Basics of mitigating Inheritance Tax Planning

simon

Simon Misiewicz

11th January 2017

What is Inheritance Tax (IHT)?

Inheritance Tax is a death tax, which is payable to HMRC at the rate of 40% above your IHT lifetime allowance, which we will come to a little later.

Lifetime IHT allowance

Each person is provided with a nil rate band for IHT purposes of £325,000. A husband/wife or civil partnership would benefit from an IHT lifetime allowance of £650,000 as they each get the £325,000 amount.

If this nil rate band has not been used upon death, it may be passed onto your spouse.

Any assets that are in your own name in excess of the above amounts will be subject to HMRC Inheritance Tax at the rate of 40%.

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Potentially exempt transfers (PET) - IHT planning

John has £500,000 worth of assets and he died. The estate would have to calculate John’s inheritance tax liability as follows:

– £500,000 gross asset value (please note that debts and any other liabilities reduce the gross asset value)

– £325,000 less the nil rate band

– £175,000 assets chargeable to IHT

– £70,000 IHT bill to be paid by the trustees

We have ignored the Residence Nil Rate Band (RNRB) as we pick this additional Inheritance Tax relief later.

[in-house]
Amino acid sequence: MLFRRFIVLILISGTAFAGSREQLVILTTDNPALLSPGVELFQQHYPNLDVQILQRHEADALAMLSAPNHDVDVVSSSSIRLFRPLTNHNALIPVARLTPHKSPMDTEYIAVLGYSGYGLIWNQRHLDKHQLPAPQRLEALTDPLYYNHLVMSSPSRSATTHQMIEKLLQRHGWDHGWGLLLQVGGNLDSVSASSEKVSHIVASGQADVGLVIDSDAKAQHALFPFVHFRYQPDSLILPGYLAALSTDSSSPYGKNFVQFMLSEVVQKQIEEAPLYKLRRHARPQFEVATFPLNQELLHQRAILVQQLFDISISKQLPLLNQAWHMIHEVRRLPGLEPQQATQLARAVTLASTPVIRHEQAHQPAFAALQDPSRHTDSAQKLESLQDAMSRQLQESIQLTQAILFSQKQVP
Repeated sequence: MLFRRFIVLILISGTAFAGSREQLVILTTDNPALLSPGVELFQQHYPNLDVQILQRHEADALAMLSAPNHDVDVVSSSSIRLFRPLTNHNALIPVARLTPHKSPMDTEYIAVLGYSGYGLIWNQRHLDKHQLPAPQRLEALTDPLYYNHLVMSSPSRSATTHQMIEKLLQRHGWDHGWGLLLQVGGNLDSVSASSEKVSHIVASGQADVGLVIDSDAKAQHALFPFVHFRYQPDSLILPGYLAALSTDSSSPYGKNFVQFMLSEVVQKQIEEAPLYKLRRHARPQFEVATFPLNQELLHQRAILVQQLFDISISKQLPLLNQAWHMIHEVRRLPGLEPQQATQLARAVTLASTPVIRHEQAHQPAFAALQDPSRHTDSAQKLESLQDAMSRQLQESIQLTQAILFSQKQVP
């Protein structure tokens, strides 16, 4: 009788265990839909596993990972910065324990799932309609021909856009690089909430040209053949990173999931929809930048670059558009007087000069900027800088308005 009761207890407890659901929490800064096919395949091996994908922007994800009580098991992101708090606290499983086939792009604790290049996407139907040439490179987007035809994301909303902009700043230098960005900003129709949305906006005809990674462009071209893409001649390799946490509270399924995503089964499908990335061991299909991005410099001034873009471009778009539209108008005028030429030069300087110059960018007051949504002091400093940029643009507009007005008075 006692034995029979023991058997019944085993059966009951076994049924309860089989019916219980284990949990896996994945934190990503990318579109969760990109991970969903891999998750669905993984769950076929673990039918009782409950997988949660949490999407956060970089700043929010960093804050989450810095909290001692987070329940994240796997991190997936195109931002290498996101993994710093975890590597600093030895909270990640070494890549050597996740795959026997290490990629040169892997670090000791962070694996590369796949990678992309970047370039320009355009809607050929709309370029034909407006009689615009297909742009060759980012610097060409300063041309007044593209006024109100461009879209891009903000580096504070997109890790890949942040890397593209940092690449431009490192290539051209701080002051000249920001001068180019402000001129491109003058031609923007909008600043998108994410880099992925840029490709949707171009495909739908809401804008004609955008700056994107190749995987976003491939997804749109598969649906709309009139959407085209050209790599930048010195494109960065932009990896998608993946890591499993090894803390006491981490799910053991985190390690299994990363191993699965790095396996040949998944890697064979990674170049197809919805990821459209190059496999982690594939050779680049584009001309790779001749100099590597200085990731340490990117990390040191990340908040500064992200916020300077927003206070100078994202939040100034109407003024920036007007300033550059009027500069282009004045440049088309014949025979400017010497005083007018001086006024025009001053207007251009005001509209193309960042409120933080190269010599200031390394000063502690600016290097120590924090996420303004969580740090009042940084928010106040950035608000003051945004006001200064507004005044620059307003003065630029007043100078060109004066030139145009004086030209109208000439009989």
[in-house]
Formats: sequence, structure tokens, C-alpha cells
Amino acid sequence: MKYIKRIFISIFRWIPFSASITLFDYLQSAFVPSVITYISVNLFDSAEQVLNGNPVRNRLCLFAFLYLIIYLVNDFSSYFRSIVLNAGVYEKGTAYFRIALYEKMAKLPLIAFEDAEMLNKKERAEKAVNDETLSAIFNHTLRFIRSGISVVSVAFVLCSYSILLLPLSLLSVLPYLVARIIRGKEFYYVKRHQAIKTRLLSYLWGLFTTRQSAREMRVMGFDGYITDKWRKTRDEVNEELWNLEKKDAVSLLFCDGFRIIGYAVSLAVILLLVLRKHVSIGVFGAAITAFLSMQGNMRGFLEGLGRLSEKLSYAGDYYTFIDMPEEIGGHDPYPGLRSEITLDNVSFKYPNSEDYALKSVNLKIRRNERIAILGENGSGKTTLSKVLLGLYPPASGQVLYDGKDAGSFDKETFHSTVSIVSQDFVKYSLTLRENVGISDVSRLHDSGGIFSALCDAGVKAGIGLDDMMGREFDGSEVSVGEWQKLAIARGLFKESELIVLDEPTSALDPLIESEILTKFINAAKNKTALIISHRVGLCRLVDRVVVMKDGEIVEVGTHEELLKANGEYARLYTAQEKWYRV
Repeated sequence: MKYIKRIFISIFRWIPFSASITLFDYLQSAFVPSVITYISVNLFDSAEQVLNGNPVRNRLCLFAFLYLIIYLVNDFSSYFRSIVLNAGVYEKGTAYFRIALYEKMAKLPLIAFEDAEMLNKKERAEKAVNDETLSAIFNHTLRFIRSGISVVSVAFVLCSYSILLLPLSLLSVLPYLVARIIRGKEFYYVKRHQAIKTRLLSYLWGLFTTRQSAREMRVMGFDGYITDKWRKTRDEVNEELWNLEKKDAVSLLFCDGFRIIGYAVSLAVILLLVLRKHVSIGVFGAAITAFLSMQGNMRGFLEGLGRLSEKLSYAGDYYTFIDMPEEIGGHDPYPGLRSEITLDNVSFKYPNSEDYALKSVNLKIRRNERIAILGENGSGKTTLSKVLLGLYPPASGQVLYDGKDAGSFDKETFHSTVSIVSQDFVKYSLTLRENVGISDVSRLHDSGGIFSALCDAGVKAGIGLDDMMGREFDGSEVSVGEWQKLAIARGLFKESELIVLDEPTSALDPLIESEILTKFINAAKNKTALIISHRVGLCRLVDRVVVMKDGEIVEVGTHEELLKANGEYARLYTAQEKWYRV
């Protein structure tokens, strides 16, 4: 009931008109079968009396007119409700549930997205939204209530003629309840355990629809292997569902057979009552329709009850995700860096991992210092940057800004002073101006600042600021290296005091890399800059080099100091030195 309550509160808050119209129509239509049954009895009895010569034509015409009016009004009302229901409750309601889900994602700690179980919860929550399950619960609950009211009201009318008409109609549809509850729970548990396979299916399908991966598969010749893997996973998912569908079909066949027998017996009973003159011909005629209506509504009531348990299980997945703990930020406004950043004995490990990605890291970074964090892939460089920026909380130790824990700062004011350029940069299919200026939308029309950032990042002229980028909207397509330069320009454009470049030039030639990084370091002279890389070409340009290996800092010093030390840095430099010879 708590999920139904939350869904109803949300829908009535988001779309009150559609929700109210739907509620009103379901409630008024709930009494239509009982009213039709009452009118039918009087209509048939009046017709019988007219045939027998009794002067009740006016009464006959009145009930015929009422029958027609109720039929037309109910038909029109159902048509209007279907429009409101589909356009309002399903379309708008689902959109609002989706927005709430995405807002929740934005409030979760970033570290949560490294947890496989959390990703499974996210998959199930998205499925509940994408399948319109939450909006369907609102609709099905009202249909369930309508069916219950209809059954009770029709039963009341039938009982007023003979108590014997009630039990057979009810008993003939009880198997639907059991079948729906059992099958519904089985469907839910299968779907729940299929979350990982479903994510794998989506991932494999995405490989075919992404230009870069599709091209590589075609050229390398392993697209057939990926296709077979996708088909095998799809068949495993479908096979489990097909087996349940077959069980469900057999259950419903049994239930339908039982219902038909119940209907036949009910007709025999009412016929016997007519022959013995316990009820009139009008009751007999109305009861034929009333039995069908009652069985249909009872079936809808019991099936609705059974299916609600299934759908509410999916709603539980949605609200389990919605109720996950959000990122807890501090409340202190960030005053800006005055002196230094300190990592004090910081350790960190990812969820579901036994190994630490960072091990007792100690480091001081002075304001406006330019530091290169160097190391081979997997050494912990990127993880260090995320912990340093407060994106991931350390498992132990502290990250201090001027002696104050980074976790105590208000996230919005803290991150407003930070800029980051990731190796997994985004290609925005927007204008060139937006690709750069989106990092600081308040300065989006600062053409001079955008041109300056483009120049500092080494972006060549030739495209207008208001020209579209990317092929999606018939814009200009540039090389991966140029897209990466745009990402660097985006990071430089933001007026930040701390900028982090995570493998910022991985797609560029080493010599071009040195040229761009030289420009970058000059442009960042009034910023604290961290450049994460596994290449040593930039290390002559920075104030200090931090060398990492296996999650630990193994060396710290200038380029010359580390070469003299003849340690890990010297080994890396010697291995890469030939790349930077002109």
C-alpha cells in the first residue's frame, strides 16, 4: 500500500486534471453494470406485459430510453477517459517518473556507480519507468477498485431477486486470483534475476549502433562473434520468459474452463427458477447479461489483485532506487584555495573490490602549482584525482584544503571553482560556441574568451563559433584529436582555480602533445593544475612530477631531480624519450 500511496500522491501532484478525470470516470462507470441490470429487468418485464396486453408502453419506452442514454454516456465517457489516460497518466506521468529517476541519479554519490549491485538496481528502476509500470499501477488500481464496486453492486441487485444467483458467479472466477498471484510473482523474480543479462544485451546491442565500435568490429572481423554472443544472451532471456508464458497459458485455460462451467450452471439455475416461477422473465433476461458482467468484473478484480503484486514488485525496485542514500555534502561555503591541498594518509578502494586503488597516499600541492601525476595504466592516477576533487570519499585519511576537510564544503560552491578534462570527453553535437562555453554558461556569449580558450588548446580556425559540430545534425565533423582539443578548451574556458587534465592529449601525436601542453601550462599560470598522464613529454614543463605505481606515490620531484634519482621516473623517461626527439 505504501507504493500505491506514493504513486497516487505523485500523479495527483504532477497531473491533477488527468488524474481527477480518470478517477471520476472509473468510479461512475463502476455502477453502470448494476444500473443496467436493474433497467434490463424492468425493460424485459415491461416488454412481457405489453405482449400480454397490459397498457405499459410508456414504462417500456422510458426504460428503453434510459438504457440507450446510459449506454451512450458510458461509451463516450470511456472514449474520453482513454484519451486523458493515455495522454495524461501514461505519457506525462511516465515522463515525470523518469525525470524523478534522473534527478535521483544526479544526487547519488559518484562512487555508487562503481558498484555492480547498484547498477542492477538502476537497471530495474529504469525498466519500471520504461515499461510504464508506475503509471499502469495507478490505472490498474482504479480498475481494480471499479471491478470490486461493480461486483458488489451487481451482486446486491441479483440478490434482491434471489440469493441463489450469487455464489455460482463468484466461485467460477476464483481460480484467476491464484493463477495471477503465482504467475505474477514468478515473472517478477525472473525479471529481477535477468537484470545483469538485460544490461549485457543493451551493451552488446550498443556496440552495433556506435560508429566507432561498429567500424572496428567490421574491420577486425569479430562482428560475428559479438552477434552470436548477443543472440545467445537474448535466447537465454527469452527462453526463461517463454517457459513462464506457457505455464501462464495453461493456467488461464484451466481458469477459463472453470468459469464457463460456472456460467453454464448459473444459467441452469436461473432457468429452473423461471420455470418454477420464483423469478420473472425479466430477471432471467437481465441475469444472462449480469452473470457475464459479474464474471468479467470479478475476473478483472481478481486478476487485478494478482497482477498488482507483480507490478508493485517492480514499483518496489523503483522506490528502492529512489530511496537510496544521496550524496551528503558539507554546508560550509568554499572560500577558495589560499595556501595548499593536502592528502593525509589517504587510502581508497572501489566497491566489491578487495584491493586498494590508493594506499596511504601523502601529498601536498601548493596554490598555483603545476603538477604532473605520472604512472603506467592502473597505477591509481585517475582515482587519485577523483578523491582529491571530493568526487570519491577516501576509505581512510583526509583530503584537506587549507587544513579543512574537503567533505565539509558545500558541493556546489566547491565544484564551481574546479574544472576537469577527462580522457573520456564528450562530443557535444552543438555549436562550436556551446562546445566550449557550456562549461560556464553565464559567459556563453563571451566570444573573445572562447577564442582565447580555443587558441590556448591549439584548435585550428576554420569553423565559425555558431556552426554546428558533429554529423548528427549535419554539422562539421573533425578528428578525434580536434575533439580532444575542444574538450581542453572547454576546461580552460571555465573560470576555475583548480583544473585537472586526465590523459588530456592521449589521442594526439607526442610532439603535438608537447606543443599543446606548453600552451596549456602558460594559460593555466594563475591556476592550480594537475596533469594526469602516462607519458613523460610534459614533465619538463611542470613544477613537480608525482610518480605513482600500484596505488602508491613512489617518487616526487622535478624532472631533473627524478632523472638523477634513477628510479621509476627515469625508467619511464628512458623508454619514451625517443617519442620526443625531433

If £200,000 value of assets were transferred (ignoring Capital Gains Tax for now) and they survived for more than seven years, then the IHT liability would be revised as follows:

– £500,000 original asset value

– £200,000 assets transferred

– £300,000 assets to be passed on

– £300,000 less nil rate band

– £0 subject to IHT

– £0 IHT liability

As you can see by some effective tax planning, the person would save £70,000 in IHT alone. At the end of the day, it’s your choice who gets the £70,000: your loved ones or HMRC.

A potentially exempt transfer (PET) is treated as exempt whilst the donor is alive. A PET will not give rise to a lifetime IHT charge. IHTA 1984, s.3A

A PET is fully exempt if the donor survives 7 years from the date of the gift. A PET will become a chargeable transfer if the donor dies within 7 years of making a gift. On the death of the donor within 7 years, an IHT charge will be levied and any tax will be payable by the recipient of the gift.

If there’s Inheritance Tax to pay, it’s charged at 40% on gifts given in the 3 years before you die.

Gifts made 3 to 7 years before your death are taxed on a sliding scale known as ‘taper relief’.

Years between gift and death  Tax paid

– less than 3  = 40%

– 3 to 4  = 32%

– 4 to 5  = 24%

– 5 to 6  = 16%

– 6 to 7  = 8%

– 7 or more =  0%

This means that any gift you make after 7 years will be free from HMRC’s Inheritance Tax

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Residence Nil Rate Band (RNRB) to reduce IHT on your private residence